Tuesday, July 31, 2007

When in a hole...

... I thought the first rule was to stop digging. Yet the Cats-in-a-sack Conservatives do not seem to be able to resist taking chunks out of each other.

The bile and bitterness that comes through in these exchanges does not show the Tories in an especially happy light- in fact it must be miserable to be a Conservative right now.
Despite the polls, the quality of debate and the lack of rancour amongst the Liberal Democrats is a complete contrast to the atmosphere amongst "Cameron's Conservatives".

The Tories can not take too much more of this before the voters are going to start walking away in even bigger numbers. Meanwhile as the conference season approaches- I received my latest reminder this morning- the Liberal Democrats now have an opportunity to demonstrate what the practical effect of of our basic principles will be.

I think that it is because we are basically agreed on those principles: anti state, somewhat libertarian, fair, open and radical, as they are that our party debates seem a bit more mature. If the Conservatives were more sure that their leader had some core beliefs, perhaps they would have more confidence in his leadership.

Wednesday, July 25, 2007

Off to the Beloved

Unexpectedly I am called away to a meeting in Slovenia.

Won't do much for my carbon footprint, but always pleasent to visit the small Slovenian capital, Ljubljana.

Even more charming to remind myself that the word Ljubljana sounds virtually the same as the word for beloved, in Slovene.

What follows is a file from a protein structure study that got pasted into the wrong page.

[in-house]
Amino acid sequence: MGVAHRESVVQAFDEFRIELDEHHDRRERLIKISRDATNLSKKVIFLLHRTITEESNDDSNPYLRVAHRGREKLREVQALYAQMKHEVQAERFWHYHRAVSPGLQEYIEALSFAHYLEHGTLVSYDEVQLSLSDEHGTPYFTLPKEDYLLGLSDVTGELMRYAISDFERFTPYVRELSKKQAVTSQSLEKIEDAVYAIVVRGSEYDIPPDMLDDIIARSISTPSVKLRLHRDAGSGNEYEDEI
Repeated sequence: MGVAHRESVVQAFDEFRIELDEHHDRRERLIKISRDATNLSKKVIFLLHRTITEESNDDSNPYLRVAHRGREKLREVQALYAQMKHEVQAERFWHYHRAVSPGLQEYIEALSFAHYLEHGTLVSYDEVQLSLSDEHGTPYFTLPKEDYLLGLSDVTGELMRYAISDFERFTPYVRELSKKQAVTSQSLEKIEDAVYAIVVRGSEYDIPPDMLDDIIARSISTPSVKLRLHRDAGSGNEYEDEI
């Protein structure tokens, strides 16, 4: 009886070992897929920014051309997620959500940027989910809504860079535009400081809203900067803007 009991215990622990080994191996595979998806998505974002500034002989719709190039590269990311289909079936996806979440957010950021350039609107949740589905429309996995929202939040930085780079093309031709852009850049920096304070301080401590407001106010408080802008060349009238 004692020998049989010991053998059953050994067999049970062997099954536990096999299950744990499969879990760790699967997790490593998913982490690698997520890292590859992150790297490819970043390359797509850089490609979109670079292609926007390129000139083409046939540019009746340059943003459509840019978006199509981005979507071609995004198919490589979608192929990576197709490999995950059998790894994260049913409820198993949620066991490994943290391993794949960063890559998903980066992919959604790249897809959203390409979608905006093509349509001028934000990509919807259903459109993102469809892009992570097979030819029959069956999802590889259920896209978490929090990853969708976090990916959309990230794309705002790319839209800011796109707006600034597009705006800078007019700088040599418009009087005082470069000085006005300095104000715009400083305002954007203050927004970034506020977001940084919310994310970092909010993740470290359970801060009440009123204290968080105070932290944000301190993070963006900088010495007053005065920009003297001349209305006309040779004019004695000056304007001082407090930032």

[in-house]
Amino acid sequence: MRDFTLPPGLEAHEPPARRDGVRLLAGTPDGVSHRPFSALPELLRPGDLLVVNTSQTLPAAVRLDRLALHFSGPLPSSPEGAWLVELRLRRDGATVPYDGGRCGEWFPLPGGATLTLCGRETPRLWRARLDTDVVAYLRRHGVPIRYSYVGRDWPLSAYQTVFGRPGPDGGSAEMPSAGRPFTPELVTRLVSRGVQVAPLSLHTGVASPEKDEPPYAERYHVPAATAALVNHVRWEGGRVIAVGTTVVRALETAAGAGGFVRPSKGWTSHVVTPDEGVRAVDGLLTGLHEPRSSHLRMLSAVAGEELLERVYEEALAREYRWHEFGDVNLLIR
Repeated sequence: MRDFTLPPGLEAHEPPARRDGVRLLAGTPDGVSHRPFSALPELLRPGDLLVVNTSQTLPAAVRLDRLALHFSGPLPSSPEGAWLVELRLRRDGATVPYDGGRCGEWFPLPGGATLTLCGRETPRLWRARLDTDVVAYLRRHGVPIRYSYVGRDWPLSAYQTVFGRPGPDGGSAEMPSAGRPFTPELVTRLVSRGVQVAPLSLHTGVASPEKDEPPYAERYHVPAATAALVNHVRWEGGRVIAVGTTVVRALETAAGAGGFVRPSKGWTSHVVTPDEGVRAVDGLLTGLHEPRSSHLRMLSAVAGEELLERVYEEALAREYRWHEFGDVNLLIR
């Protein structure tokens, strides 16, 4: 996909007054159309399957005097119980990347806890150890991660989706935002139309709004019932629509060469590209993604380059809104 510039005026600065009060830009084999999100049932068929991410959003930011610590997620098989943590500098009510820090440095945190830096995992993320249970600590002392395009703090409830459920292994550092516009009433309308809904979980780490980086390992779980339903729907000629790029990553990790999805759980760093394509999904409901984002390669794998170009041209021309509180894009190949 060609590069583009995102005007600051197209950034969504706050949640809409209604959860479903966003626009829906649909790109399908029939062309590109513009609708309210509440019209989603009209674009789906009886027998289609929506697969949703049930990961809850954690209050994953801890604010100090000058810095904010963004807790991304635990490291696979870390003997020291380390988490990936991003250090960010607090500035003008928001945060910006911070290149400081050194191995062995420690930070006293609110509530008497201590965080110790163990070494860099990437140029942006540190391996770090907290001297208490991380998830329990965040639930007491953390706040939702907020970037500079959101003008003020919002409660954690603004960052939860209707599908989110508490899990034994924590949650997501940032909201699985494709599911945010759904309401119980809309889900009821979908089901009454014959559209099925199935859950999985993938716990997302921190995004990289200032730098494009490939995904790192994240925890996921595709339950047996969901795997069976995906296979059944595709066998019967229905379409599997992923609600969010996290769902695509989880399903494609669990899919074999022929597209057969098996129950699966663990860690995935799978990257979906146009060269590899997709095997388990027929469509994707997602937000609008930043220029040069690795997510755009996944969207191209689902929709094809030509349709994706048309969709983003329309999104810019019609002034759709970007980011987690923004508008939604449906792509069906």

Na Zdravje!


After Putin berates the UK for its "colonial attitude" towards Russia, I suppose we should not be surprised to see the hypocritical double speak from Russian officials on a visit to the Baltic Countries.

They freely admit that Estonia is under an (illegal) trade embargo, and fully intend to avoid the use of the Baltic ports for the future (although the costs of using Murmansk and Primorsk are substantially higher than Tallinn or Ventspils, especially in the Winter).

The UK position seems pretty firm: Vlad- talk to the hand.

Tuesday, July 24, 2007

The Grumpy Old Party

No, this is ridiculous- the latest entirely unhelpful salvo from Lord Kalms against David Cameron seems to me, even as an impartial observer, pretty unfair.

I agree that Cameron is coming across as increasingly hapless. I agree too that he is failing to create a sufficiently mature policy platform. However he has set out how he might get there.